Are you a Pharisee? According to a newly released book by distinguished theologian, pastor and author R.T. Kendall, the answer is very likely yes.
Kendall outlines the nature of modern Pharisee tendencies in You Might Be a Pharisee If...: Twenty-five things Christians do but Jesus would rebuke, released Tuesday through Charisma House.
While the term originally meant one who was separated, in modern language, a Pharisee is generally considered someone who is hypocritical on religious issues or sanctimonious.
Kendall explains that he was inspired to write the book during a theological debate via correspondence with prominent Jewish leader Rabbi David Rosen.
In his book, Kendall wrote that Rosen actually preferred the term Pharisee, believing that the phrase was given an unjustly negative meaning in the New Testament.
The 25 examples of Pharisee behavior listed by Kendall included: "We esteem 'the way we've always done it' above change, even when the latter is not heretical," "We are more concerned to uphold our theology than to help people," and "We major on minors."
Other listed examples were: "We love to point the finger," "We do not practice what we preach,” "We are motivated by money,” and "We call another person a 'Pharisee.'"
In an interview with The Christian Post on Monday, Kendall explained that he believed “every single one of them is” pervasive in American churches.
“The interesting thing is, when I sent this book, the manuscript, to some friends, four or five of them, every single one of them, no exception, wrote back and said, 'your book made me see that ‘I'm a Pharisee,’” he recalled.
“There's Pharisaism in all of us because we are all by nature self-righteous and this just pops out all the time. It pops out in me and we're not exempt from it, but it’s something we should be conscious of and guard against."
Kendall, who told CP that he mostly struggles with “pointing the finger, judging another person,” said that those outside of the Christian faith are just as susceptible to being Pharisees.
"Everybody by nature is born with a self-righteous attitude. I'm sure the Pharisees that Jesus referred to, they were not converted at all. They thought they would get to Heaven by their good works,” said Kendall.
“There are unconverted people who think that their good works save them and then, sadly, there are also Christians who, out of faulty theology, still are trusting in their works."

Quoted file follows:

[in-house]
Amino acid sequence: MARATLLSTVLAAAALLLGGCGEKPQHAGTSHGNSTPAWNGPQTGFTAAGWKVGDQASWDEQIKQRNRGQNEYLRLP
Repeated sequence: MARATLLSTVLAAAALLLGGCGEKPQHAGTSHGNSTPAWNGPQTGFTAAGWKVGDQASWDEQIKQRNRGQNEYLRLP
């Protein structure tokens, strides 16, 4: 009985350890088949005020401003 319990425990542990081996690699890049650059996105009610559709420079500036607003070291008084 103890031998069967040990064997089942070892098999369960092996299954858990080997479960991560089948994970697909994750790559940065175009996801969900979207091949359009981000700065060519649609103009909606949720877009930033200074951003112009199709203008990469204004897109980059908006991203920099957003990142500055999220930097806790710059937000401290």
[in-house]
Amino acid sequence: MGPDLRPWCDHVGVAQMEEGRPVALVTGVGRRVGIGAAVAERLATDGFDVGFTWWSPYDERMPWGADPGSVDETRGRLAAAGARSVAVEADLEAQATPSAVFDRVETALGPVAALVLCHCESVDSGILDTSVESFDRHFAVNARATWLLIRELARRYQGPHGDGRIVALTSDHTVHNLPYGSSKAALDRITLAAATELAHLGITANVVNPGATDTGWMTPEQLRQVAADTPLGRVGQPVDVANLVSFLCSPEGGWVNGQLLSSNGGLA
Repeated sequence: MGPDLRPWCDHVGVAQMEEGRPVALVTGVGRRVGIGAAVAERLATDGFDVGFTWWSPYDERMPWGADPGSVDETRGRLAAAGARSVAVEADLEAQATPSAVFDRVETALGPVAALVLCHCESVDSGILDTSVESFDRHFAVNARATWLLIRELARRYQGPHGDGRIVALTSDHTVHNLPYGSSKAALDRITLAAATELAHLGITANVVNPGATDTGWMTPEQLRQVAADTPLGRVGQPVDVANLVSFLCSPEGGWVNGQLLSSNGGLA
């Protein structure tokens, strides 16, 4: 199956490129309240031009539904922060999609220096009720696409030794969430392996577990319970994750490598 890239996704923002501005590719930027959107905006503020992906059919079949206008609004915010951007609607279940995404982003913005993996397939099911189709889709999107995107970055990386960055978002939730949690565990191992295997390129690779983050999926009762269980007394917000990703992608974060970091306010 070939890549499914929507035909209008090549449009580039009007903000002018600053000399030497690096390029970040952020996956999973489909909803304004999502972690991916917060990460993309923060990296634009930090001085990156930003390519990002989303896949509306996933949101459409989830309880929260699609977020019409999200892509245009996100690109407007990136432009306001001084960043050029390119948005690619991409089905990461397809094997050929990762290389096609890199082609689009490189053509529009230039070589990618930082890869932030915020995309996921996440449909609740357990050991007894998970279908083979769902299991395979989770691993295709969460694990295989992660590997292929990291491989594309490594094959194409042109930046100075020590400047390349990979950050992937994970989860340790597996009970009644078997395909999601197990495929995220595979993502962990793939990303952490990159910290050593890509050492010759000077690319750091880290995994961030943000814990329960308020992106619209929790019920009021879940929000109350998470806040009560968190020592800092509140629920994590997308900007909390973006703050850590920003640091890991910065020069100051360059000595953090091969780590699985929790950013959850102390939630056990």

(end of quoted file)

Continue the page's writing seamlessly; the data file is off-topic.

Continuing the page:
In recent years, some Christian writers, among them Dan Delzell, pastor of Wellspring Church in Papillion, Nebraska, have felt a need to address the concern of modern Pharisee tendencies.
In an op-ed published by CP in 2018, Delzell put forth five questions to ask oneself to determine how much of a Pharisee one might be:
- Is there any category of people who are "bigger sinners" than me?
- Does the story of Simon the Pharisee have relevance for others, but not so much for myself?
- When Scripture identifies examples of sin, do I tend to think about the sins of others rather than my own sin?
- Is there anyone I am mad at right now who needs to change more than I do?
- Would I be shocked to see Jesus accept certain sinners if they came to Him in repentance and faith?
“If you answered ‘Yes’ to one of these questions, then you have identified ‘a little Pharisee’ in you,” added Delzell. “And if you answered ‘Yes’ to more than one question, then the Pharisee in you is probably a lot more active than you realize.”
Kendall told CP that he hoped his book would help preachers gain a greater awareness of their own propensity to be Pharisees, thus helping their ministry efforts.
“I would hope that they would be conscious themselves and make them gentle with their people, those that they speak to, they preach to, they lead,” he said.
“Being aware that all of us are like this, so that we would be less judgmental and more humble, gracious when talking to those who are following us."